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Business and management unit1.1 IB

By sowhatiamarockstar Dec 07, 2013 1650 Words
Standard level

What is business? It is an activity that combines inputs of raw materials, labor, machinery and enterprise through a productive process to create a useful output.

Management guru Peter Drucker said that the only purpose of a business is to satisfy the needs and wants of people, organizations and governments.

Needs: Basic necessities that a person must have in order to survive, e.g. food, water, warmth, shelter and clothing. Wants: desires; e.g. a new mobile phone or a vacation. Wants are said to be infinite since people always want more than they need.

Market: a place or process where customers and businesses meet to trade. Such as a shop, restaurant or cinema.

A market can exist as a non-physical form such as e-commerce or using telephones to sell shares or motor insurance.

Customers: people or organizations that buy a product
Consumers: The ones who use the product
Types of products
All businesses produce goods and/or services
Consumer goods: products that are sold to the general public rather than to other businesses. •Capital goods (producer goods): products purchased by other businesses to produce goods and services. •Services: intangible products provided by businesses.

Adding Value

Businesses must add value in the production process.
Added value is different between the value of inputs (the costs of production) and the value of outputs (the goods and services that are sold to customers). Added value allows a business to sell products for more that its production cost and so make a profit •Added value is also applied in the service sector. Customers are paying for the skills, expertise and experience

Added value can come in from:
Speed and/or quality of service
Quality of finished product
Prestige associated with the purchase
Brand image and/or brand loyalty
Feel-good factor
Taste or design
Perceived value for money
Inability to obtain such products cheaper elsewhere

Opportunity cost and business activity

Businesses need to make decisions that affect their long-term prospects. •Opportunity cost is defined as the best alternative that is forgone when making a decision. •Due to limited resources, such as time and money, businesses are confronted with choices •Opportunity costs consider foregone income

The role of profit in business activity

Profit refers to the positive difference between a firm’s total revenue and its total costs per period of time. •Revenues are the inflows of money usually from the sales of product. •Costs are the outflows of money, to finance production activities •If costs are greater than revenues the organization makes a loss The functions of profit include:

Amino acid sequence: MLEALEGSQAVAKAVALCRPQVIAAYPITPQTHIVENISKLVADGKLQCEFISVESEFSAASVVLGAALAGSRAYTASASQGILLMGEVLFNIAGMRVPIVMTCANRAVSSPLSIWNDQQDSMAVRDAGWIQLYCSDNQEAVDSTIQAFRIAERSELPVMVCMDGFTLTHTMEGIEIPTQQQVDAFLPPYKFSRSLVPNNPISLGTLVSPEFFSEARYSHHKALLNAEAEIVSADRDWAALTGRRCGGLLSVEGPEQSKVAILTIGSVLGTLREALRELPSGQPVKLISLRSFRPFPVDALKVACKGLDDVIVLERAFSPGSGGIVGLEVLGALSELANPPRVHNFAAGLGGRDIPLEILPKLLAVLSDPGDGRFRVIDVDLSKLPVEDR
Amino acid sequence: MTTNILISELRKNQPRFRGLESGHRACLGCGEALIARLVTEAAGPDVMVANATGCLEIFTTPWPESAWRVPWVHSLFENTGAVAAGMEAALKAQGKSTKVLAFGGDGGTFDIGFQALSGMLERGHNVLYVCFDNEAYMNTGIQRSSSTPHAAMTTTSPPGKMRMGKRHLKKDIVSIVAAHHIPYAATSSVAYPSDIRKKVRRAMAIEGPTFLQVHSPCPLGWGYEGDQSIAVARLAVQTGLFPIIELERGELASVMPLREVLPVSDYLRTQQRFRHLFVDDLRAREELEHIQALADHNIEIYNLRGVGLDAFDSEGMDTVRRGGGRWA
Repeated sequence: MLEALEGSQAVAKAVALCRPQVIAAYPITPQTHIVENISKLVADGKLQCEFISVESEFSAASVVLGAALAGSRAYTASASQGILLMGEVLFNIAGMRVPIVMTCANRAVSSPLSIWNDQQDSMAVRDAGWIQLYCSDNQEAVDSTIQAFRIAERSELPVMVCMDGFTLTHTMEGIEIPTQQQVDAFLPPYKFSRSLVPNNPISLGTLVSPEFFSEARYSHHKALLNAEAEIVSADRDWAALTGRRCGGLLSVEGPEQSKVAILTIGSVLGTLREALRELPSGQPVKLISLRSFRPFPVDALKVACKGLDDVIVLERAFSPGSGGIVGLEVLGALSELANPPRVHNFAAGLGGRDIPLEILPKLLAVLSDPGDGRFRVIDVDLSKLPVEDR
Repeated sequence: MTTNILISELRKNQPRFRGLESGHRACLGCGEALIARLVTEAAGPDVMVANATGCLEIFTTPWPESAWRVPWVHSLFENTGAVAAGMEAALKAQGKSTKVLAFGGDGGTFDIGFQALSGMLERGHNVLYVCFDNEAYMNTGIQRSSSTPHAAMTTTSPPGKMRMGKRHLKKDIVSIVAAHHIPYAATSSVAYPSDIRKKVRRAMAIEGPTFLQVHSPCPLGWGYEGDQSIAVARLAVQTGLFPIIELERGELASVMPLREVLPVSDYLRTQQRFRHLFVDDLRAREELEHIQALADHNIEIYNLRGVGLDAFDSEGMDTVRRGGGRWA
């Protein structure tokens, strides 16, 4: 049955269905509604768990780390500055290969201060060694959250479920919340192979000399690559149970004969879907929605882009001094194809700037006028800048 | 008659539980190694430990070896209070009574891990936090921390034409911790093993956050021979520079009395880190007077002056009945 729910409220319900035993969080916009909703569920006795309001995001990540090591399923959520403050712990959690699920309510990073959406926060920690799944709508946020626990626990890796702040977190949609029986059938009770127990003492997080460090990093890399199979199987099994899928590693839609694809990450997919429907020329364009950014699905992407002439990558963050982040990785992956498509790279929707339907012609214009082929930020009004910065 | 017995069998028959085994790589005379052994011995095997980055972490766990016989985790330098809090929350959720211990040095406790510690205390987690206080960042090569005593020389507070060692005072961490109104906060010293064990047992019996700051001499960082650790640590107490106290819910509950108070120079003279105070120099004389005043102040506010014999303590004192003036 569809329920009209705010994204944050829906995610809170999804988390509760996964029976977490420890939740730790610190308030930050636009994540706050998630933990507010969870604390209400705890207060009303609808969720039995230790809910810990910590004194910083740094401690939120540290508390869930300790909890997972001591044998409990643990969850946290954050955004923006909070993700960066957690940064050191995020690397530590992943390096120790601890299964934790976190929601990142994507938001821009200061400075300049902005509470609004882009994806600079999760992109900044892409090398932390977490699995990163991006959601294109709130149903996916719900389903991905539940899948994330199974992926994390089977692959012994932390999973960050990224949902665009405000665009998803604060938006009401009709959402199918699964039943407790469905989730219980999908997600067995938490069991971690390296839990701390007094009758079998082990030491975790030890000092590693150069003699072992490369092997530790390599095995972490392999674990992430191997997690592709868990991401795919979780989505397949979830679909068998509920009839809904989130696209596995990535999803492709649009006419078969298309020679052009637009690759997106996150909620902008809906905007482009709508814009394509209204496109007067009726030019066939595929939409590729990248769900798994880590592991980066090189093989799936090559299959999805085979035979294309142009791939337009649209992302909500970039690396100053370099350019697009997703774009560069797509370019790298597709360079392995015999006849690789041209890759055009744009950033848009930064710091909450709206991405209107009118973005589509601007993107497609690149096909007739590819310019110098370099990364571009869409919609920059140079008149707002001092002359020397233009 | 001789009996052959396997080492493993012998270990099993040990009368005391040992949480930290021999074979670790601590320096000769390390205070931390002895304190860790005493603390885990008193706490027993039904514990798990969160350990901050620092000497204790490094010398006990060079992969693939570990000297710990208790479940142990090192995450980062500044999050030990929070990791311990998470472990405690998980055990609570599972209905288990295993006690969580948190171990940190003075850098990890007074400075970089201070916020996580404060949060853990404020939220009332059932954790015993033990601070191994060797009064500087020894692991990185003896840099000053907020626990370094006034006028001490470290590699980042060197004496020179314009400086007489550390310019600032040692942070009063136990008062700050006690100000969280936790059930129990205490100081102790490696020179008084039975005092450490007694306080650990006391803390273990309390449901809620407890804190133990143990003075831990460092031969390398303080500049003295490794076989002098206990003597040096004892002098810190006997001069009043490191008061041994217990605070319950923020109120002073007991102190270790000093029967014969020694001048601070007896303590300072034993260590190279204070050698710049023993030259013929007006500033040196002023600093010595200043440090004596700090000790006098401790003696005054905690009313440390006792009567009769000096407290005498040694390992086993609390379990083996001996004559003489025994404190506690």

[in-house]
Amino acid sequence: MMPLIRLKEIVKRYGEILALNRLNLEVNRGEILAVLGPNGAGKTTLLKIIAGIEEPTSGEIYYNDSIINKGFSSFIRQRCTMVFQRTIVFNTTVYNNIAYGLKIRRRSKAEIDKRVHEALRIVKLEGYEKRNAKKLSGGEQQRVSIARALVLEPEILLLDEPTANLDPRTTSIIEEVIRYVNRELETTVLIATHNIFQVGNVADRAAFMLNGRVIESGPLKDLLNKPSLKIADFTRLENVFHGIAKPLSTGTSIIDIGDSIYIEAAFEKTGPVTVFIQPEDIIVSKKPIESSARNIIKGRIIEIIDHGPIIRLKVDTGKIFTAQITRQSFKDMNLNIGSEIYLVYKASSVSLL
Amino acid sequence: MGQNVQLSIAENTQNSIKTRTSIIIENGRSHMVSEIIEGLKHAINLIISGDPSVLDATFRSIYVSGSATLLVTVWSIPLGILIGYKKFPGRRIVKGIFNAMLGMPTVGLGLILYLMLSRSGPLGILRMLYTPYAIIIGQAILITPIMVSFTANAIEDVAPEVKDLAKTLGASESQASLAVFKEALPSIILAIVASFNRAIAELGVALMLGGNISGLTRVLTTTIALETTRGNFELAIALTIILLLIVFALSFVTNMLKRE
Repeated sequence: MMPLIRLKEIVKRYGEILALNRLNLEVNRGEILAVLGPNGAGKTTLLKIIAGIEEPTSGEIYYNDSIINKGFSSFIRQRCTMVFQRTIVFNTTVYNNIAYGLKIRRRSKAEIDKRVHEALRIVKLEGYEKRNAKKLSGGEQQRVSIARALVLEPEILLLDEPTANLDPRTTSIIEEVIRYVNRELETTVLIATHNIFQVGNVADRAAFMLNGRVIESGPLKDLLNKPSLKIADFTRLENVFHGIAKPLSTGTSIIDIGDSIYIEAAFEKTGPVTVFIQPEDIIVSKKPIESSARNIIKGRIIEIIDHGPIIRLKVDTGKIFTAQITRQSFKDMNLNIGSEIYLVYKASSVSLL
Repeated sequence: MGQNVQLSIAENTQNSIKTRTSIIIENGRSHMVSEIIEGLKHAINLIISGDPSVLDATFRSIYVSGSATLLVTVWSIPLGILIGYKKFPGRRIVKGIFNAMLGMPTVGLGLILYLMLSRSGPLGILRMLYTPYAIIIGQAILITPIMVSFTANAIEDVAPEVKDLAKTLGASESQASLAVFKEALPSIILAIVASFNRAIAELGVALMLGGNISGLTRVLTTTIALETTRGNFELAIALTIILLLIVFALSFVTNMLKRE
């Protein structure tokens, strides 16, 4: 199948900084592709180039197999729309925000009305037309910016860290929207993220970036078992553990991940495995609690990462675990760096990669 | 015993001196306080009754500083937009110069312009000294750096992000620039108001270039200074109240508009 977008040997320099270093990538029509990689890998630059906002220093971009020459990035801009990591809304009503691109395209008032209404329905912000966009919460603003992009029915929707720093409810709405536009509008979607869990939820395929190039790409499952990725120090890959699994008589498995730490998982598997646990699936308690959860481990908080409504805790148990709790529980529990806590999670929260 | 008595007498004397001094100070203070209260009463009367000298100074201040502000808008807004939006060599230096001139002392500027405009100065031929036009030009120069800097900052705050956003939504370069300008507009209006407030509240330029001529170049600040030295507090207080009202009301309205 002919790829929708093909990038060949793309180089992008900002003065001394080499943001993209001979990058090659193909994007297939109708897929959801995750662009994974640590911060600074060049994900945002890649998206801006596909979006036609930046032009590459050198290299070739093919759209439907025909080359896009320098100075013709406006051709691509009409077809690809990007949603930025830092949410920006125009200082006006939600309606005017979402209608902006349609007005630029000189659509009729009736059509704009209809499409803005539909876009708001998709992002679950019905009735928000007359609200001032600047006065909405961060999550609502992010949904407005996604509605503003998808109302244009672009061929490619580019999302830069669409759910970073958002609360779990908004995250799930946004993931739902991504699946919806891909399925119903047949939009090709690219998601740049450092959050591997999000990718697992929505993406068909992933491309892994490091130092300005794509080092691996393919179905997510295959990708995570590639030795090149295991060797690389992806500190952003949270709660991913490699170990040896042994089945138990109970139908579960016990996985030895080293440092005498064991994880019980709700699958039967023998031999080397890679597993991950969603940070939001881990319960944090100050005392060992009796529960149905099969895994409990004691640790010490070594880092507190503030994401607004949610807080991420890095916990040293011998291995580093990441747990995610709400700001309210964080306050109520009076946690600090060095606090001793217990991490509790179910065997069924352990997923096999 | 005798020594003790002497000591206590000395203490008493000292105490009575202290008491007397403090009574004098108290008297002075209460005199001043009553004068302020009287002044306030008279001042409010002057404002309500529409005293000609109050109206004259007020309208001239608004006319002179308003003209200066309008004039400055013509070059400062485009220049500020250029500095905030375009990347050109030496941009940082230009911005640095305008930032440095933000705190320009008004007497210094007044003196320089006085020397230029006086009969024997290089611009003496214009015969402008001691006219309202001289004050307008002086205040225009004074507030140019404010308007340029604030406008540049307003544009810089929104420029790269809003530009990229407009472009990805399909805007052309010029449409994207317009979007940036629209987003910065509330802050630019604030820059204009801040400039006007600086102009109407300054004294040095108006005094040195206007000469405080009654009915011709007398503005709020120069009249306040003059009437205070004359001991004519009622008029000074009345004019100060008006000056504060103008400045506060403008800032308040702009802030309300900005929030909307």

It acts as an incentive to produce. It is a motivator and key driving force for most business transactions engaged in business activity ➢Encourages invention & innovation. New technological ideas & processes that cut costs of production resulting in higher profits to the business owner ➢Acts as an indicator of growth (or decline). Hence, it signals to the owners and investors of a business to switch from low-profitability to high-profitability business activities. ➢It is a source of finance and used to fund the internal growth of a business.

Businesses must make profit in order to survive in the long run. •Non-profit organizations must make a surplus (extra money exceeding their costs going back into the business)

Factors of production

Factors of production: are the resources used to produce a good or a service. LandLabor
Refers to all natural resources found on the planet that are available for production. E.g. wood, water, fish, and the physical land itself. They can be categorized as: Renewable resources: those that replenish themselves such as fish, trees and water. Non-renewable resources: those that cannot be replaced once consumed such as minerals and fossil fuels.Physical mental effort of people in the production of a good and service. For example, workers are needed to operate machines and to sell products to customers. Capital Enterprise (or entrepreneurship)

Refers to all non-natrural resources that are used in the production of other products. E.g. money, buildings, equipment, tools, machinery and vehicles. When firms increase their spendi g on capital it is called investment. Investment increases the productive capacity of the economy and is crucial for its growth.Refers to the management, organization and planning of the other three factors of production. Entrepreneurs have the skills needed to oversee the ehole production process, while potentially taking high risks. The success or failure of a business rests on the talents of the entrepreneur.

Different products will require varying amounts of factor inputs. •Nevertheless all products need a combination all four factor inputs.


Means that a business concentrates on the production of a particular good or service or a small range of similar products. •Specialization tends to increase the level of employee efficiency because they become more skilled in their specialized operation.

Specialization occurs at different levels: